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Black Political Caucus removes Colette Forrest as chair
Vote moves resignation to immediate
 
Published Friday, December 29, 2017 5:14 pm
by Herbert L. White

PHOTO | TROY HULL
Colette Forrest's Dec. 31 resignation as Black Political Caucus chair was moved up to immediately by the conference's membership.

Colette Forrest’s time as Black Political Caucus chair is over, effective immediately.

Caucus members voted Thursday to make Forrest’s resignation immediate, bringing her tenure to an end three days ahead of her scheduled departure.

“I hope this isn't a sign of things to come,” said Forrest, who announced last week she’d leave on Dec. 31, 10 months into her two-year term. “To have an unofficial meeting to occur in the middle of the holidays, when so many of our 300 members are traveling was odd and then to change the familiar venue was odder still.”

About 40 conference members met at St. Luke Baptist Church, said Forrest, who added a caucus member alerted her to the meeting. The next scheduled meeting is Jan. 11.

“It was so odd,” Forrest said. "I step down on Dec. 31, so I don't exactly know what difference three days would make.”

A successor to Forrest wasn’t announced, but potential candidates include former Charlotte-Mecklenburg school board chair Arthur Griffin and former Charlotte City Council candidate Darrell Bonapart, the caucus’ Get Out The Vote Committee co-chair.

“We’re going to experience a lot of bumps in the road regarding where we’re going to go as a caucus,” Forrest said.

Forrest, who was named The Post’s Newsmaker of the Year, said she was leaving after accomplishing goals she set out for the BPC when she was elected chair in February. In addition to citing her desire to spend more time with her son Robert for resigning, Forrest intimated she wouldn’t caucus battles over the BPC’s focus and direction.

“The caucus is composed of unique individuals with interesting personalities and agendas,” Forrest said in a Dec. 28 Post article.

The BPC, long known for its candidate endorsements, expanded its role in Charlotte politics with Forrest as chair. The conference initiated metrics in its candidate endorsements, conducted forums for people interested in running for political office and hosted town hall meetings on police-civilian relationships. The results were sweeping, with every BPC-endorsed City Council candidate elected, including Vi Lyles as the first black woman to win the mayor’s office and approval of a $922 million school bond.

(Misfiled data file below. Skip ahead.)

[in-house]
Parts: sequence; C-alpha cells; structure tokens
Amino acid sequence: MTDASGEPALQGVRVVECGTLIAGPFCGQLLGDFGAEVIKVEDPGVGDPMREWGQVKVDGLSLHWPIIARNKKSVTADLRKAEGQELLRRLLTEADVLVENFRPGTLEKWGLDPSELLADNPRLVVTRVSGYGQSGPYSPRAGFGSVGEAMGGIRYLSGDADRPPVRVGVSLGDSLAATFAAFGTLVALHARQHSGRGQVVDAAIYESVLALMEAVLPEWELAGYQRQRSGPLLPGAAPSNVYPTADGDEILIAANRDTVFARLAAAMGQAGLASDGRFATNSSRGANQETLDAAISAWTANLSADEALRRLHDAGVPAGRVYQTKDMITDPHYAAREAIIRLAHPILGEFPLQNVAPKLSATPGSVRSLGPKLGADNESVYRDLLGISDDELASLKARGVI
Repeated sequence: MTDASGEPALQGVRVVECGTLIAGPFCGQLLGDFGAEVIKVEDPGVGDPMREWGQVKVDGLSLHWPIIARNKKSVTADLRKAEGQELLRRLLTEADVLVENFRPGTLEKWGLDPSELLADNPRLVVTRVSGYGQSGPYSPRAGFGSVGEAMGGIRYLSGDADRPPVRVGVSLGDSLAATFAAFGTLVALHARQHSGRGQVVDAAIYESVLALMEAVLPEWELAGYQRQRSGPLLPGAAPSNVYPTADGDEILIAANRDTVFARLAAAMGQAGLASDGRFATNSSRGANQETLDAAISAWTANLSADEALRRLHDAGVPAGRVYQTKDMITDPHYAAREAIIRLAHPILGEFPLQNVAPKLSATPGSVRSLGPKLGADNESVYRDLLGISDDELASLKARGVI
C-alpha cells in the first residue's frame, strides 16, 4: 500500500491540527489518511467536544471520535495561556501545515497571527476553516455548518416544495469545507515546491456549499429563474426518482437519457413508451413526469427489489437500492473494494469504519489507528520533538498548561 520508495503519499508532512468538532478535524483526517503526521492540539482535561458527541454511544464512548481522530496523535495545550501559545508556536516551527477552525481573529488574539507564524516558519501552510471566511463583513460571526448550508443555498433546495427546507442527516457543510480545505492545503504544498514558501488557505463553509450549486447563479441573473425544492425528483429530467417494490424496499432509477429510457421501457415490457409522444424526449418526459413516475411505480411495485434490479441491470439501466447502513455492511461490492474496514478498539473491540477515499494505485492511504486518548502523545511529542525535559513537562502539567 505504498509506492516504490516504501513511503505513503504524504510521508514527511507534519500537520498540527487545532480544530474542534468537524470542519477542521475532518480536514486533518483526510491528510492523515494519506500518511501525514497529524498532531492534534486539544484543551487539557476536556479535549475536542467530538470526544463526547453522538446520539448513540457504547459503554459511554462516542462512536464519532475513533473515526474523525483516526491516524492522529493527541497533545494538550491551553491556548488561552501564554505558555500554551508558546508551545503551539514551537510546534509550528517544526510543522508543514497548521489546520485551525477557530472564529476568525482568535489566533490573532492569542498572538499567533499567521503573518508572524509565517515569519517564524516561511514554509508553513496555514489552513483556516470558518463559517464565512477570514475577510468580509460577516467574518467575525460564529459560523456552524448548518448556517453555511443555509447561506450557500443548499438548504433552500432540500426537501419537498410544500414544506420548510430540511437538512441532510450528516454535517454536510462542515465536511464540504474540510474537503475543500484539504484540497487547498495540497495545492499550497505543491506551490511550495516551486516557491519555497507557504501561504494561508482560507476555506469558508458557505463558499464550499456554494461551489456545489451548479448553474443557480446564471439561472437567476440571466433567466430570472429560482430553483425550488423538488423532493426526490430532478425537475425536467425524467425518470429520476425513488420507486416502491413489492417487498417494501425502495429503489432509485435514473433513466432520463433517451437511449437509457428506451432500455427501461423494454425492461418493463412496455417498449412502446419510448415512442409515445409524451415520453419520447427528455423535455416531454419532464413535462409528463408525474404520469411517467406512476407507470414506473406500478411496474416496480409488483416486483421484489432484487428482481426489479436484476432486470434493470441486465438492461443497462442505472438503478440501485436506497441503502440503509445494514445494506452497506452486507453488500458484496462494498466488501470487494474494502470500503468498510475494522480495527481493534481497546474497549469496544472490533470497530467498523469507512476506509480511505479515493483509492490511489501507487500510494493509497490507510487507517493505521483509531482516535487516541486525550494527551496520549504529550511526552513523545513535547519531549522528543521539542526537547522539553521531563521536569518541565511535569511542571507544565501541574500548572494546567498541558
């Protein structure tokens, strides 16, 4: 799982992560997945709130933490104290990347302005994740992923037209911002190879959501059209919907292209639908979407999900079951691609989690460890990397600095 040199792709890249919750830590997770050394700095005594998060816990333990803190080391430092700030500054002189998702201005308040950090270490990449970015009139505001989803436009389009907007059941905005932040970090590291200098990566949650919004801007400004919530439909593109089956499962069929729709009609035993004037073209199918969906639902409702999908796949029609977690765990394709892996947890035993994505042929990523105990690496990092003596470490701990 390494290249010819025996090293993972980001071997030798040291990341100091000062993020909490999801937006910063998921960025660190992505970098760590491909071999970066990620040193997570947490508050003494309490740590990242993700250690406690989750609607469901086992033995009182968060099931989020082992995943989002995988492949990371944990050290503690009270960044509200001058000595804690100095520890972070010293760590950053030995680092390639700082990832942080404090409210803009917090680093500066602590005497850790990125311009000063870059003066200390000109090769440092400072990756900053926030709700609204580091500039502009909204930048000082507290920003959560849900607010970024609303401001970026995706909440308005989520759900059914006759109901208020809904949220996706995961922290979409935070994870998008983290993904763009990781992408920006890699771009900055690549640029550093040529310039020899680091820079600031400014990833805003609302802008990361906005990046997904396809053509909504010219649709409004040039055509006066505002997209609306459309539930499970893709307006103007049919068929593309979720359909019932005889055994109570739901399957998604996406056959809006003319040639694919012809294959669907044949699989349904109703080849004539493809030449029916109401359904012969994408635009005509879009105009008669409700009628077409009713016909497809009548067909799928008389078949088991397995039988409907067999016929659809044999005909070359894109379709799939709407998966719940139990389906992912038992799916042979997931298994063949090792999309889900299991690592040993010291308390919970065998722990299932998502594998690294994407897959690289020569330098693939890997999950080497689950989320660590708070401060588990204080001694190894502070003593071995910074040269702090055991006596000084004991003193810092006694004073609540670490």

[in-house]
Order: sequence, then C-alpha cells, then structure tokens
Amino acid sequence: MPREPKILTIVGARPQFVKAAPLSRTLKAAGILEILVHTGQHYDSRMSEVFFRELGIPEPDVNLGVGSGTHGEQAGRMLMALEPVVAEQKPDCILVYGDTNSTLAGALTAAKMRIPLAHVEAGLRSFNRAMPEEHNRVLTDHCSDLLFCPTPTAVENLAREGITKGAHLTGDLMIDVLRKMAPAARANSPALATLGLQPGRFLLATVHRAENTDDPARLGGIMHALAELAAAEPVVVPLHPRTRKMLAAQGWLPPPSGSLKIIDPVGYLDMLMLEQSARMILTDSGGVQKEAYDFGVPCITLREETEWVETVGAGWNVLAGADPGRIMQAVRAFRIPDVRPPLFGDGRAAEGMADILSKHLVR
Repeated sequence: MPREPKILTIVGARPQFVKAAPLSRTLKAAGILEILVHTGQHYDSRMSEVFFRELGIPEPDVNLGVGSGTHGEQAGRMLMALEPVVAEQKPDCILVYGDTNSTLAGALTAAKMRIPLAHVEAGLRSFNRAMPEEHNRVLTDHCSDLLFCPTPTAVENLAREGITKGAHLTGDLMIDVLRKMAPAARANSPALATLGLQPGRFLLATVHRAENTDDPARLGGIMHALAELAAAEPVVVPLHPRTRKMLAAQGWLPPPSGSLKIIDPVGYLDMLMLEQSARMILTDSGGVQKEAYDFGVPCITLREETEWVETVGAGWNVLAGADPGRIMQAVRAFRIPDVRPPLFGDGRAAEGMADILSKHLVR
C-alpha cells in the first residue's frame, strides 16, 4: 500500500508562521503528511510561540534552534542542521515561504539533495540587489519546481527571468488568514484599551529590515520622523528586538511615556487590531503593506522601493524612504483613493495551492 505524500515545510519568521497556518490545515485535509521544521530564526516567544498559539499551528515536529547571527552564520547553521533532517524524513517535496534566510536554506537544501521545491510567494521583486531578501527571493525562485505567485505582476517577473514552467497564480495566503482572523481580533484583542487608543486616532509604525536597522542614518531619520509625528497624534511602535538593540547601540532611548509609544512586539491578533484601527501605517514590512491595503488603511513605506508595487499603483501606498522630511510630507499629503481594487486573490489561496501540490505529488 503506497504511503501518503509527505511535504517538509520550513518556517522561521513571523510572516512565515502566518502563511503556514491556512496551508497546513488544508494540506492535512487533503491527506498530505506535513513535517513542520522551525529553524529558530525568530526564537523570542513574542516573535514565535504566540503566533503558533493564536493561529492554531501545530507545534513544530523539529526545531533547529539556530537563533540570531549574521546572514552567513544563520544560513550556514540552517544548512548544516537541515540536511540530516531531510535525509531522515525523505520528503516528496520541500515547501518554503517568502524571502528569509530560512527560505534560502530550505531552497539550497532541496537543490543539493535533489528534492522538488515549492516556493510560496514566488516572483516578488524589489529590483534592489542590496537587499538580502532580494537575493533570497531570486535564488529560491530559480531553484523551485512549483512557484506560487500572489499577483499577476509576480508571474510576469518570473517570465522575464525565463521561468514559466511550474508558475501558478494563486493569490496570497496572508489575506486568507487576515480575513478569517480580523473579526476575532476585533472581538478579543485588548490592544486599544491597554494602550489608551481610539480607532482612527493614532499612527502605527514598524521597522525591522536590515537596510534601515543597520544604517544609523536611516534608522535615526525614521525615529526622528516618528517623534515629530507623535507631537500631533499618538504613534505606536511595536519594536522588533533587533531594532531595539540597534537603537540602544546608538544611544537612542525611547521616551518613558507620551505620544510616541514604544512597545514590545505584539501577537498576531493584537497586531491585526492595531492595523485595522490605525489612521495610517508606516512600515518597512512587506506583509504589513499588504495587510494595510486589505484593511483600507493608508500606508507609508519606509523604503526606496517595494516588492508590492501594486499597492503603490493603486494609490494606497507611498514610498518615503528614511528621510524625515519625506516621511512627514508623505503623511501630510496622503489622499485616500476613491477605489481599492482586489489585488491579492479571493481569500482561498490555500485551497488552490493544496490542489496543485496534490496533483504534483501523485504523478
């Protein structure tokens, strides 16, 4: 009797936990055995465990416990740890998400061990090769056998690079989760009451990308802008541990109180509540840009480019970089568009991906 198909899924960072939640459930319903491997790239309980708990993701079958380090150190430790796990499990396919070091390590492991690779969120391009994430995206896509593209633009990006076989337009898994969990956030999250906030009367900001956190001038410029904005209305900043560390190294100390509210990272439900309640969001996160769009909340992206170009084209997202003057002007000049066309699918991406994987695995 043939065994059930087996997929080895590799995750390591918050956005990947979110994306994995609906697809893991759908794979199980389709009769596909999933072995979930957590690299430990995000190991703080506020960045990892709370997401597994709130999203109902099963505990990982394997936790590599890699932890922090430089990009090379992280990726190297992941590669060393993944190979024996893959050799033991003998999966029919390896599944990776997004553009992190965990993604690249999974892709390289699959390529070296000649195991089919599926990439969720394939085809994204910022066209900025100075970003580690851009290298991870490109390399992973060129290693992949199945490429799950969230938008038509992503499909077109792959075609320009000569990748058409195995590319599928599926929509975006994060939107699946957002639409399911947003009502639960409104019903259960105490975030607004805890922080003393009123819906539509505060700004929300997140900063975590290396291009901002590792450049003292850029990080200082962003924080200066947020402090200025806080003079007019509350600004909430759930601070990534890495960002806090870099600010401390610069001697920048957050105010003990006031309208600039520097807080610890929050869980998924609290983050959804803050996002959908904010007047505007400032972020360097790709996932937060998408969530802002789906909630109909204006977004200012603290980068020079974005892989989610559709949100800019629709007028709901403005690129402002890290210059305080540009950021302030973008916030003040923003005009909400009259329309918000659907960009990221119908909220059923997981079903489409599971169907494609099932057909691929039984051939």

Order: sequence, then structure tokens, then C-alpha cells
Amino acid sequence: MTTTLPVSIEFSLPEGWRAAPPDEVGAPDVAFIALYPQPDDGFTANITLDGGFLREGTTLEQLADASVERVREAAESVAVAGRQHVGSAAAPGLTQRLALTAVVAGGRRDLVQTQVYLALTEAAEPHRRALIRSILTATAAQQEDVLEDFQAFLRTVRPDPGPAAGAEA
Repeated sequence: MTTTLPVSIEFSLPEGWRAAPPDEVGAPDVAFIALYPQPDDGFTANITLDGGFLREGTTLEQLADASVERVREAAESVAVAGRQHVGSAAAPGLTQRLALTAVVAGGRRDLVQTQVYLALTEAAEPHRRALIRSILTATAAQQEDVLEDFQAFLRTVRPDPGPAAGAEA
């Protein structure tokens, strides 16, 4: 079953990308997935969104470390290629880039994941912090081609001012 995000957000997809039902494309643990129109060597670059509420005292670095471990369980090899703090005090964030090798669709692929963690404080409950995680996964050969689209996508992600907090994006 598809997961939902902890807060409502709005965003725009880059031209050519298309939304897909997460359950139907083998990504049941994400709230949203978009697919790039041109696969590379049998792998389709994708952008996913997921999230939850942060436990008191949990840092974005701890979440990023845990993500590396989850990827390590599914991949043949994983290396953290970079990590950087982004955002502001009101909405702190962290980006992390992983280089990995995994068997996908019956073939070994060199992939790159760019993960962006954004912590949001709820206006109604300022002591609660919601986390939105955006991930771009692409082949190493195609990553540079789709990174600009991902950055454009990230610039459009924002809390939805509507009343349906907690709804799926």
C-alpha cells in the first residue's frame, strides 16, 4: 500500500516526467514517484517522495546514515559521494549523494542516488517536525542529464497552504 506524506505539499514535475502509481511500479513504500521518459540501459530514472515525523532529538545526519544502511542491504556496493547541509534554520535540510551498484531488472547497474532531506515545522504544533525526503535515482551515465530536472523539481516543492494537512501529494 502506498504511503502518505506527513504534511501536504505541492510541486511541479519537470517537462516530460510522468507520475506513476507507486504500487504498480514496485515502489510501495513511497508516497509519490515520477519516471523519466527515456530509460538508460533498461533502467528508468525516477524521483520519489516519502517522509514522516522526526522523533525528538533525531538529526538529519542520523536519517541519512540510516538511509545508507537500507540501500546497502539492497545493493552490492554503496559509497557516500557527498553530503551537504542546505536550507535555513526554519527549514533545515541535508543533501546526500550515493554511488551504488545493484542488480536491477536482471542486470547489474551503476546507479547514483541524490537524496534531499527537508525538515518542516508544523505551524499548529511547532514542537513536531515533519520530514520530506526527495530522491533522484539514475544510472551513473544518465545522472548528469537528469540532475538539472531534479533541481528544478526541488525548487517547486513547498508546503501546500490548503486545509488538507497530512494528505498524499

“We’ve gained so much ground,” Forrest said. “I'd hate to see it lost to internal strife among a small percentage of members and things not being done in proper order.”

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Comments

So they met @ a CHURCH in a rushed shady meeting when the majority of the members were away for the holidays to fire someone who was already stepping down within days. My BLACK folk as we enter the new year there must be a more Christian and fair way of conducting black folk business. This was shameful at every level and a disgrace in the house of the Lord.
Posted on January 1, 2018
 
Darrell Bonapart is the best choice. I will brting younger fresh ideas. The old way of doing things must change. Many older people are only concerned with having their name in lights. We need a new generation of fighters, and not the controlled folks.
Posted on December 31, 2017
 
I know a person who she was suppose to assist back in the nineties with a Civil Rights issue. A bank that Person worked for was discriminating against this person and white coworkers were calling this person several harsh racial slurs. Nothing come of the matter but life long grief of harassment and blackballing. If you are in a position you must represent the people and not make side deals.
Posted on December 31, 2017
 
I think the concern was several conflicts when working as a consultant for the other side. Like Westerly Hills had a town hall meeting about a proposed new development. There were alot of Black people in that meeting voicing their concerns to the developer. Collette a resident of the neighborhood is employed by the developer as a consultant on the project...hmmmm...
Posted on December 31, 2017
 

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